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Builders struggle with high oil cost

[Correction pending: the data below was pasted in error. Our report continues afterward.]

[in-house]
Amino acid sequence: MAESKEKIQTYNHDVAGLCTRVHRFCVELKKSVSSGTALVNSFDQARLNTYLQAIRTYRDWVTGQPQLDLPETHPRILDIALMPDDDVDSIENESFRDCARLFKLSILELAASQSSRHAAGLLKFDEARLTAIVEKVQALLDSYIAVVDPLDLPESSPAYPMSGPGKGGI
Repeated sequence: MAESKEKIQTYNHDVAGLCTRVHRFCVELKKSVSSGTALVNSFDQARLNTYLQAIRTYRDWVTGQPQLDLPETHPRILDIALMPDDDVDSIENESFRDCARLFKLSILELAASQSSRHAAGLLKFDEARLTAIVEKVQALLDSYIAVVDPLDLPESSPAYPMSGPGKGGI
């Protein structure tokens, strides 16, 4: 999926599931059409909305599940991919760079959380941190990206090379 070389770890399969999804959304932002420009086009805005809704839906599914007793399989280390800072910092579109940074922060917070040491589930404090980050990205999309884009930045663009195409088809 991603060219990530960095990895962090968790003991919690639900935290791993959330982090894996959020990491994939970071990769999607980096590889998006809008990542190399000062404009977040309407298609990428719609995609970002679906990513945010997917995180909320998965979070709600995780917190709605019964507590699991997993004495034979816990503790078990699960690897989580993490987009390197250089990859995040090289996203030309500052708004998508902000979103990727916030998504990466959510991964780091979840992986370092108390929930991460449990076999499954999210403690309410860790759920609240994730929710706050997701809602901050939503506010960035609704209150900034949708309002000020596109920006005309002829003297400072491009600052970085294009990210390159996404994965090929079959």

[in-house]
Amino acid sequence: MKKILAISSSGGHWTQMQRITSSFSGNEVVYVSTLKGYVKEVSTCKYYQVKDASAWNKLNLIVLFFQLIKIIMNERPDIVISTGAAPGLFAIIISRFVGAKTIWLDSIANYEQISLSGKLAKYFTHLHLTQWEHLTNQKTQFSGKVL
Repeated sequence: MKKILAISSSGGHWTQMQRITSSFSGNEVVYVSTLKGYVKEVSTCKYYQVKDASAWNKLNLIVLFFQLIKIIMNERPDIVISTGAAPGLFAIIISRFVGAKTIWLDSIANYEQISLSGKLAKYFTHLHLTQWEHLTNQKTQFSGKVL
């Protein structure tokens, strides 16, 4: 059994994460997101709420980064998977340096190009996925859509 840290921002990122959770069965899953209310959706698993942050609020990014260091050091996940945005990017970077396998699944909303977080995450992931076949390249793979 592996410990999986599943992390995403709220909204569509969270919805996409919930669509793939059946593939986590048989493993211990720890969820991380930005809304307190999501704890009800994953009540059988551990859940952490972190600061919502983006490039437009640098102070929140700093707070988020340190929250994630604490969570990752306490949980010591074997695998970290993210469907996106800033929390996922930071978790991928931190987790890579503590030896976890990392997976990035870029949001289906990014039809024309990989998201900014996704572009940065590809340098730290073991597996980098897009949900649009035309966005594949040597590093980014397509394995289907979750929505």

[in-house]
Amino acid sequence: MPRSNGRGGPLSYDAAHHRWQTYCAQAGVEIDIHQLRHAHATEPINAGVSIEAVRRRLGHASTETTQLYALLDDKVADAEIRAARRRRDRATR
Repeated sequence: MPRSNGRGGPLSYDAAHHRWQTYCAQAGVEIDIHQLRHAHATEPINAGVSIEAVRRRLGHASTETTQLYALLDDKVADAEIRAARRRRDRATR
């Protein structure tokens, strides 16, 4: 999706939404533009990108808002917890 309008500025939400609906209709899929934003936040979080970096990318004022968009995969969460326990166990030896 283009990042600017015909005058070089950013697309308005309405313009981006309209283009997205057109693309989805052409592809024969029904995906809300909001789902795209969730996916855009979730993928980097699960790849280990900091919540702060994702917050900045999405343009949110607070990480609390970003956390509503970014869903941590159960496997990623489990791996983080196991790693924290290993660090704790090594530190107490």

If the price of oil is pinching commuters, it could strangle builders.Last week, the Roaring Fork School District board of education accepted a schematic for Basalt Middle School. The school district originally budgeted $263,875 to fix the building’s leaky roof. When Aspen-based architects from Reno-Smith looked at the building, however, they said it would cost twice that – $500,000 – to fix the roof. Part of the problem at BMS is that water damage to the roof is more severe than planners thought. The damage is so severe that the best solution may be to replace the roof, not patch it. Another problem is that the cost of oil-based roofing materials – which both BMS and Carbondale Middle School use, and need replacing – has skyrocketed. The prices of oil-based roofing materials such as felt, tar, rubber, asphalt and shingles have increased 25 percent since September, said Walt Stow, president of Glenwood Springs-based Ace Roofing. And the price could go even higher by the time construction starts in the Roaring Fork School District. One manufacturer warned Jim Hayes, manager of the Fowler & Peth roofing company branch in Rifle, to expect a 10 percent price increase on July 1. The solution to cost problems is to look at alternative materials, Stowe said. The problem with that, particularly in the case of insulation, is that the materials cost less but also function more poorly so more material is needed, he said. Stowe is not directly involved with the school district’s current projects but has worked on the BMS and CMS roofs in the past. Those buildings use a board-type insulation covered with a urethane spray. The insulation works well as long as it is maintained and kept dry, he said.With the possibility of BMS going $250,000 over budget and the estimates for replacing CMS’s roof still to come, the district could find itself having to foot the bill itself, and not relying on bond dollars, or doing only part of the work needed, or taking amenities from other parts of the building, said superintendent Fred Wall. The district may also be able to save $571,355 worth of bond dollars by not demolishing Carbondale Elementary School. Though the demolition is planned and budgeted for, the town of Carbondale and the district may work together to save and use the building. But the district is far from any decisions and is still waiting for bid and real prices to come in, he said.


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